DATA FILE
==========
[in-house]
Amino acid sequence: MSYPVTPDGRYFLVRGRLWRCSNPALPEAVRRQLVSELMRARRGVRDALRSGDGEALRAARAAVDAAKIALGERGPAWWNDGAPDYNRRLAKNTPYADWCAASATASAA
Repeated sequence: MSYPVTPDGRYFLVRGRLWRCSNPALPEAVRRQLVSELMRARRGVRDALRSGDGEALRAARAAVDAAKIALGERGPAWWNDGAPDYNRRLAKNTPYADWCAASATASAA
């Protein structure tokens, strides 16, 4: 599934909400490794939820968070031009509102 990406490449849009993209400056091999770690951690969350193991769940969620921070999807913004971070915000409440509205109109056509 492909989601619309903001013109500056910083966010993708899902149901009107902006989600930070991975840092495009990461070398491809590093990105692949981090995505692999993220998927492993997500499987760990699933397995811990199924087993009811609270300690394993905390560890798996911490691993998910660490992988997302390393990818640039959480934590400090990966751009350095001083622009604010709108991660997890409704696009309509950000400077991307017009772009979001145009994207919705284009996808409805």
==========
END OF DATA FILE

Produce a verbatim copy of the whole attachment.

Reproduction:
[in-house]
Amino acid sequence: MSYPVTPDGRYFLVRGRLWRCSNPALPEAVRRQLVSELMRARRGVRDALRSGDGEALRAARAAVDAAKIALGERGPAWWNDGAPDYNRRLAKNTPYADWCAASATASAA
Repeated sequence: MSYPVTPDGRYFLVRGRLWRCSNPALPEAVRRQLVSELMRARRGVRDALRSGDGEALRAARAAVDAAKIALGERGPAWWNDGAPDYNRRLAKNTPYADWCAASATASAA
């Protein structure tokens, strides 16, 4: 599934909400490794939820968070031009509102 990406490449849009993209400056091999770690951690969350193991769940969620921070999807913004971070915000409440509205109109056509 492909989601619309903001013109500056910083966010993708899902149901009107902006989600930070991975840092495009990461070398491809590093990105692949981090995505692999993220998927492993997500499987760990699933397995811990199924087993009811609270300690394993905390560890798996911490691993998910660490992988997302390393990818640039959480934590400090990966751009350095001083622009604010709108991660997890409704696009309509950000400077991307017009772009979001145009994207919705284009996808409805």